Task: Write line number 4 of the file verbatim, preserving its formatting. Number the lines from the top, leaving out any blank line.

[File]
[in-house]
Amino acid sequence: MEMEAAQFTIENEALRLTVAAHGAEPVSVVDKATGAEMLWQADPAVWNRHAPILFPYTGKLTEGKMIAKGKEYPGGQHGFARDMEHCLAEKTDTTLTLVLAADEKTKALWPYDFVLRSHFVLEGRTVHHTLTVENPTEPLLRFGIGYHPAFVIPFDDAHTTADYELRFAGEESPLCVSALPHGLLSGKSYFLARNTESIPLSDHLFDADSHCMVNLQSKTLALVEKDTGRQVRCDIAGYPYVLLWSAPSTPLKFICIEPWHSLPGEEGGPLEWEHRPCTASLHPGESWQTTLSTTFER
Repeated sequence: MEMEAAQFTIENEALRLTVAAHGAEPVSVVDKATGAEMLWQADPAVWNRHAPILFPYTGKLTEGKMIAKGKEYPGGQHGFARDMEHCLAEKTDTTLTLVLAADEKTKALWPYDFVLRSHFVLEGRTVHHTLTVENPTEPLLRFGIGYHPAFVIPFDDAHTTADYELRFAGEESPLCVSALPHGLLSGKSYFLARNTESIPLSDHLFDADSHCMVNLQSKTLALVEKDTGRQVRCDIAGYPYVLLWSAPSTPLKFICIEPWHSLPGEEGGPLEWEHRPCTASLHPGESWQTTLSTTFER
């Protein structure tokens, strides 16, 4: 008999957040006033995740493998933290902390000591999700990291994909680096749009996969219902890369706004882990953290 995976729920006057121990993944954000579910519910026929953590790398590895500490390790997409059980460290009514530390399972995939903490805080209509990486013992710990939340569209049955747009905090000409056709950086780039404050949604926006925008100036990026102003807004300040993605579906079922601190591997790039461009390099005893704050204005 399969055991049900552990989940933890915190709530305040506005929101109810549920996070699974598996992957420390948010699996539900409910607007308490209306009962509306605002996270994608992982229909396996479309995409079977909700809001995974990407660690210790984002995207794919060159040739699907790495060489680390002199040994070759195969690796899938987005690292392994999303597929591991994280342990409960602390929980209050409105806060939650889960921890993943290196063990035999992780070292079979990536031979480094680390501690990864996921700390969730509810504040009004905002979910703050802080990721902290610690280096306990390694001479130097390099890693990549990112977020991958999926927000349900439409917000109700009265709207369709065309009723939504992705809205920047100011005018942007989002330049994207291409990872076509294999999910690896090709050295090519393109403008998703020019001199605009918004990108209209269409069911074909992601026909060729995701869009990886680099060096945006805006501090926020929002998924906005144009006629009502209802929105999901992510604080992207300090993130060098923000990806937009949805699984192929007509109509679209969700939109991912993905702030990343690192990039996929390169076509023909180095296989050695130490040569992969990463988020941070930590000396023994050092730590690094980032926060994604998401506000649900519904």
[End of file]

């Protein structure tokens, strides 16, 4: 008999957040006033995740493998933290902390000591999700990291994909680096749009996969219902890369706004882990953290 995976729920006057121990993944954000579910519910026929953590790398590895500490390790997409059980460290009514530390399972995939903490805080209509990486013992710990939340569209049955747009905090000409056709950086780039404050949604926006925008100036990026102003807004300040993605579906079922601190591997790039461009390099005893704050204005 399969055991049900552990989940933890915190709530305040506005929101109810549920996070699974598996992957420390948010699996539900409910607007308490209306009962509306605002996270994608992982229909396996479309995409079977909700809001995974990407660690210790984002995207794919060159040739699907790495060489680390002199040994070759195969690796899938987005690292392994999303597929591991994280342990409960602390929980209050409105806060939650889960921890993943290196063990035999992780070292079979990536031979480094680390501690990864996921700390969730509810504040009004905002979910703050802080990721902290610690280096306990390694001479130097390099890693990549990112977020991958999926927000349900439409917000109700009265709207369709065309009723939504992705809205920047100011005018942007989002330049994207291409990872076509294999999910690896090709050295090519393109403008998703020019001199605009918004990108209209269409069911074909992601026909060729995701869009990886680099060096945006805006501090926020929002998924906005144009006629009502209802929105999901992510604080992207300090993130060098923000990806937009949805699984192929007509109509679209969700939109991912993905702030990343690192990039996929390169076509023909180095296989050695130490040569992969990463988020941070930590000396023994050092730590690094980032926060994604998401506000649900519904």